Through the desperate and tragic, Bonnie Jo Campbell reveals the essential redemptive qualities that make us human. A true portrait of America. — Northshire Staff
Finalist for the 2009 National Book Award in Fiction
Finalist for the 2009 National Book Critics Circle Award in Fiction
“These short stories approach their subjects from an array of perspectives, but what they share is freshness, surprise, and a compulsion to plumb some absolute extremes of American existence.”—National Book Award citation
American Salvage is rich with local color and peopled with rural characters who love and hate extravagantly. They know how to fix cars and washing machines, how to shoot and clean game, and how to cook up methamphetamine, but they have not figured out how to prosper in the twenty-first century. Through the complex inner lives of working-class characters, Bonnie Jo Campbell illustrates the desperation of post-industrial America, where wildlife, jobs, and whole ways of life go extinct and the people have no choice but to live off what is left behind.
About the Author
Bonnie Jo Campbell teaches in the low-residency MFA program at Pacific University. The author of Once Upon a River, American Salvage, and Mothers, Tell Your Daughters, she lives in Kalamazoo, Michigan.
Campbell’s an American voice—two parts healthy fear, one part awe, one part irony, one part realism.
In these stories about cold, lonely, meth-drenched, working-class Michigan life, there’s a certain beauty reaching something like the sublimity of a D. H. Lawrence story.
Starred Review. These fine-tuned stories are shaped by stealthy wit, stunning turns of events, and breath-taking insights. Campbell’s busted-broke, damaged, and discarded people are rich in longing, valor, forgiveness and love, and readers themselves will feel salvaged and transformed by the gutsy book’s fierce compassion.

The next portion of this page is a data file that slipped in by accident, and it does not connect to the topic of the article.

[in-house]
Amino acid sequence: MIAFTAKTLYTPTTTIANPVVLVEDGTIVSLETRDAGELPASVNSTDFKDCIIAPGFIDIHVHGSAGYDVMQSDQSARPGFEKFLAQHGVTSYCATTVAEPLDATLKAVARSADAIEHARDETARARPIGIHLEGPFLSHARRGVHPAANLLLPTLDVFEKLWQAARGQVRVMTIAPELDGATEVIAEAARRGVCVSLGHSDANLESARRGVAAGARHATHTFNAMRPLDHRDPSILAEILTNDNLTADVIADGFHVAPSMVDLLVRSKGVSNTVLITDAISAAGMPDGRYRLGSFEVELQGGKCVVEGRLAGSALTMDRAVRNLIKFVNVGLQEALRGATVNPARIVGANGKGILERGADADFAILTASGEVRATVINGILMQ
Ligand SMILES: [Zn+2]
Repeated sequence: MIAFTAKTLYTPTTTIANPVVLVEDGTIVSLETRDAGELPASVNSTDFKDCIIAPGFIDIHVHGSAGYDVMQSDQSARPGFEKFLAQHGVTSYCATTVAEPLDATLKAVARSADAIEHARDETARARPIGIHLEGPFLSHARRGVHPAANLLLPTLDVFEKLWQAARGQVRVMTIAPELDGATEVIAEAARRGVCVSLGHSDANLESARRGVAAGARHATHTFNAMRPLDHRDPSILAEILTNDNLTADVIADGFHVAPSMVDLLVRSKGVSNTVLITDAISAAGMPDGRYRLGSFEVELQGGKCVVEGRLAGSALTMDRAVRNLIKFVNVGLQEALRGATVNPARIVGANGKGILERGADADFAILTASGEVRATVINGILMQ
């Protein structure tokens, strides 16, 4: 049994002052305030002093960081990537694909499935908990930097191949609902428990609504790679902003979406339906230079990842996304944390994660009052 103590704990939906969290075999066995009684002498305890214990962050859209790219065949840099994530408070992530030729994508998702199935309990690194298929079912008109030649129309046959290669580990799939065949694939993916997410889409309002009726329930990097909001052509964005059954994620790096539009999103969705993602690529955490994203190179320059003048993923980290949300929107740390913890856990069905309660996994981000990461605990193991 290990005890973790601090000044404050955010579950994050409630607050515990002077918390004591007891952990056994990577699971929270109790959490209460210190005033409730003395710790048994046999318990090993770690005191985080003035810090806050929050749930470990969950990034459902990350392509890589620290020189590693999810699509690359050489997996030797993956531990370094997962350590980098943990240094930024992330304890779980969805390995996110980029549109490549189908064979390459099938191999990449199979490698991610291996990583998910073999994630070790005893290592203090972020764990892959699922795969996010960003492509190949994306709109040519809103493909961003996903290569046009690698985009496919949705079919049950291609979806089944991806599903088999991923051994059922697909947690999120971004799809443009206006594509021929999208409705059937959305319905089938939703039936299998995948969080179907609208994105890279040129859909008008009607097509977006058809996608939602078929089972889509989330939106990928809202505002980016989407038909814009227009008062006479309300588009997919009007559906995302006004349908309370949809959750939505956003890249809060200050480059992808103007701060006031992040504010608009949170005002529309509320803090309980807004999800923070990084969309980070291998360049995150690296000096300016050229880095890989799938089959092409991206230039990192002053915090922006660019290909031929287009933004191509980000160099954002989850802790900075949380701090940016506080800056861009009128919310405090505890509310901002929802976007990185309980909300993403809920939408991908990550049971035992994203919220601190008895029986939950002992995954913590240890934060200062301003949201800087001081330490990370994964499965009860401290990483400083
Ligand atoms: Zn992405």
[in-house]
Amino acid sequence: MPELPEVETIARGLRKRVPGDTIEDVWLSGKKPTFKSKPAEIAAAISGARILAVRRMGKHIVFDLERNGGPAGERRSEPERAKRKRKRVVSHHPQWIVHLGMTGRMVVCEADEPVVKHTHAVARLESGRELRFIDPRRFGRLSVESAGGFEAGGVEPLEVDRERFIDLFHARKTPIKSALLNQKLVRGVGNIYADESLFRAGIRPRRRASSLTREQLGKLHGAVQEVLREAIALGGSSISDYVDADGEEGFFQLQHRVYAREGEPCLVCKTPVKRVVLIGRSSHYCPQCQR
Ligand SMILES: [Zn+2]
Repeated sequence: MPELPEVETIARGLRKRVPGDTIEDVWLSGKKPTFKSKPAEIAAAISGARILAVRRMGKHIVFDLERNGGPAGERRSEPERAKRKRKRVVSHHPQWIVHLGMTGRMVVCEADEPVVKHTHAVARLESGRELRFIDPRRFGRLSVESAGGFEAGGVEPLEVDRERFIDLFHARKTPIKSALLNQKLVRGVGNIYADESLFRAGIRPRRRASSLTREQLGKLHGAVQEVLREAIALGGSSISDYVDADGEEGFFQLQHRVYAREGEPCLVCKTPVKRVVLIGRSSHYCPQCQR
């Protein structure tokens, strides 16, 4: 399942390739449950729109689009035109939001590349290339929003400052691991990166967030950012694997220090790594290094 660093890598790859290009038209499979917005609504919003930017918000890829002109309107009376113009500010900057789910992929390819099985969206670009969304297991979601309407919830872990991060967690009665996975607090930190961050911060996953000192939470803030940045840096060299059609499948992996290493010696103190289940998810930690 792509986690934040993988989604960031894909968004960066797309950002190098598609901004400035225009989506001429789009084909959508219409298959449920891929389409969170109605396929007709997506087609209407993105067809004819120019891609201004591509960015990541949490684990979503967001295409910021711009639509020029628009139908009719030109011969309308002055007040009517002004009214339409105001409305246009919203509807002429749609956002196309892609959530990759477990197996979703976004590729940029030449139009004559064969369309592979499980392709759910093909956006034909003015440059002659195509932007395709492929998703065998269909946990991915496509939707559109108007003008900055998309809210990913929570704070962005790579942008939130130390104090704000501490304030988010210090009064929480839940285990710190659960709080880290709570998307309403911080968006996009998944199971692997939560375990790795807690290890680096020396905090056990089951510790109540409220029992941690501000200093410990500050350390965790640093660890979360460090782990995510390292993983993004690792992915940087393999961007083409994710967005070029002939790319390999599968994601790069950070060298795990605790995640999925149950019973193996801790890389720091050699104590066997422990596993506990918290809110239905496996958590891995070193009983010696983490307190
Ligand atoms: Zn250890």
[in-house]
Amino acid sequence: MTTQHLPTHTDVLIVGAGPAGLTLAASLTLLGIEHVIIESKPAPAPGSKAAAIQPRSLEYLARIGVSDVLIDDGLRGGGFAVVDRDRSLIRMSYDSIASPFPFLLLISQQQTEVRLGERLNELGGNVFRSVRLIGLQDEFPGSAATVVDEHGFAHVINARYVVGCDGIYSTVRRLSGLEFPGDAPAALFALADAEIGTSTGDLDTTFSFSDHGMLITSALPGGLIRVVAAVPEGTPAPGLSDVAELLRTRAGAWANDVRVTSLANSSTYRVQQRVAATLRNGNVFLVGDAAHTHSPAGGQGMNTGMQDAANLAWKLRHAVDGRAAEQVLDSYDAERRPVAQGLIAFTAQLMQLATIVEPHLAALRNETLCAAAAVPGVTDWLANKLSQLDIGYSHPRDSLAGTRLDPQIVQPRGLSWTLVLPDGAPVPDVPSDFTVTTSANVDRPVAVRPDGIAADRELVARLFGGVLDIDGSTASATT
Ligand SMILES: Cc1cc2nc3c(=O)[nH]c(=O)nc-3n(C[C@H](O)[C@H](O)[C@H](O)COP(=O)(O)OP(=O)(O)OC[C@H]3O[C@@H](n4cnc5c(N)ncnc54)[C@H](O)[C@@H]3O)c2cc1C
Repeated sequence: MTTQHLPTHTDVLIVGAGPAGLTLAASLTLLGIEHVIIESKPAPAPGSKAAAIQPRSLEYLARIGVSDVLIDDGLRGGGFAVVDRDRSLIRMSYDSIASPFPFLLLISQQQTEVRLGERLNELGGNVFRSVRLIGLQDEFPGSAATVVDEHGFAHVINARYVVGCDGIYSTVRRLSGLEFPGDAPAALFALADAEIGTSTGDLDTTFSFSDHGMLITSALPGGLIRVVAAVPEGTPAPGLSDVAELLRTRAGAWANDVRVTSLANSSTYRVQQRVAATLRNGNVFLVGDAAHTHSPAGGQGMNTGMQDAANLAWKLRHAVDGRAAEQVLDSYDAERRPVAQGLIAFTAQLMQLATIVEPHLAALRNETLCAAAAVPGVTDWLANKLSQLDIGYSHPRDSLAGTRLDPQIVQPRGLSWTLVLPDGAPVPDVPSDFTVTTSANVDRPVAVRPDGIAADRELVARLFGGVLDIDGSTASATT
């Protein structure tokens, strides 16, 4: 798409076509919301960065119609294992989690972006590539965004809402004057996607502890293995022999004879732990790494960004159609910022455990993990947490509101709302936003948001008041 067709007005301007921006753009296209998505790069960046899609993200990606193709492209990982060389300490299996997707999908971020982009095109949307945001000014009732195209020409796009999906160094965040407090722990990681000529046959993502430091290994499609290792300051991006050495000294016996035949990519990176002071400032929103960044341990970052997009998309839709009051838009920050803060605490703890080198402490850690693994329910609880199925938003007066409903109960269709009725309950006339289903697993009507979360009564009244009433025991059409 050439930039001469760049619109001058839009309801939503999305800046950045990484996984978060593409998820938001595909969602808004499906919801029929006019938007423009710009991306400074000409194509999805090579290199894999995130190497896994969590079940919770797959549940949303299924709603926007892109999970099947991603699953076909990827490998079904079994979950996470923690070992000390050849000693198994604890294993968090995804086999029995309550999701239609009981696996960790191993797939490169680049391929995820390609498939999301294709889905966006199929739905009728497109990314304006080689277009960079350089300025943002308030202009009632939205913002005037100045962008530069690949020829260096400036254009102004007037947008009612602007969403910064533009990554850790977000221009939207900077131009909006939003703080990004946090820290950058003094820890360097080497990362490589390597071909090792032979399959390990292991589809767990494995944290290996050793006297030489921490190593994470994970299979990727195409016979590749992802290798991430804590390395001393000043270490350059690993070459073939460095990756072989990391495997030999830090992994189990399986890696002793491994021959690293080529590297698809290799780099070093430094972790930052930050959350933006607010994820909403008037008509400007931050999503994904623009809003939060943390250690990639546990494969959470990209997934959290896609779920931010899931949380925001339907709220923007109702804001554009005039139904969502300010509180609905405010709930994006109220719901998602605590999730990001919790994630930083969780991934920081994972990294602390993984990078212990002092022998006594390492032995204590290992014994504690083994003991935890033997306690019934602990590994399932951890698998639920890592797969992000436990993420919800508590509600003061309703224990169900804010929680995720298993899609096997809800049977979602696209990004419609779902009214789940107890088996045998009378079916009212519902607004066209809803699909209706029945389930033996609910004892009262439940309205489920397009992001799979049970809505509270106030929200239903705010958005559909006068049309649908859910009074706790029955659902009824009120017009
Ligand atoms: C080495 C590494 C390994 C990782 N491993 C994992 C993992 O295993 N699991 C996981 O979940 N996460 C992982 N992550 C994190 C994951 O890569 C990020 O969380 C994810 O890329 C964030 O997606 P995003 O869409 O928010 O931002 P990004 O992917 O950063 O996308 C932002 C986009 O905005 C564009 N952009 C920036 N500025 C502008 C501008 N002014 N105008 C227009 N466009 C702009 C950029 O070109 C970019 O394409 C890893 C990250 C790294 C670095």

American Salvage is not a book for the cowardly. These daring stories, these desperate characters, would just as soon steal your wallet, break your heart or punch you in the gut than openly admit that redemption is possible during these dark times. But it is just this improbable hope that makes her work brilliant. This is Bonnie Jo Campbell at her bravest and best.
— Rachael Perry, author of How to Fly
At their best these stories reflect what Robert Lowell refers to as ‘the grace of accuracy,’ which might simply be a way of saying that the voice overall convinces at every turn. By voice I mean personality, and these quirky, surprising, sometimes arcane and visceral and big-hearted stories resonate in ways that keep me nodding. . . . I love the risk of each story and how, in the midst of hilarity, a much more serious concern unfolds so that I’d find myself both laughing out loud and squeezing my heart dry simultaneously. — Jack Driscoll, author of How Like an Angel
The effect of American Salvage is that Campbell’s Michigan lingers and cannot be ignored or forgotten.
‘Beware ye who enter here,’ and yet you should and must because the work is so fine and truthful and deeply human, And you will surely know yourself and your world better for having come.
A strong collection. The pieces are rich in original detail, and highly atmospheric, while maintaining a satisfying sense of familiar territory, local voices. — Laura Kasischke, author of The Life before Her Eyes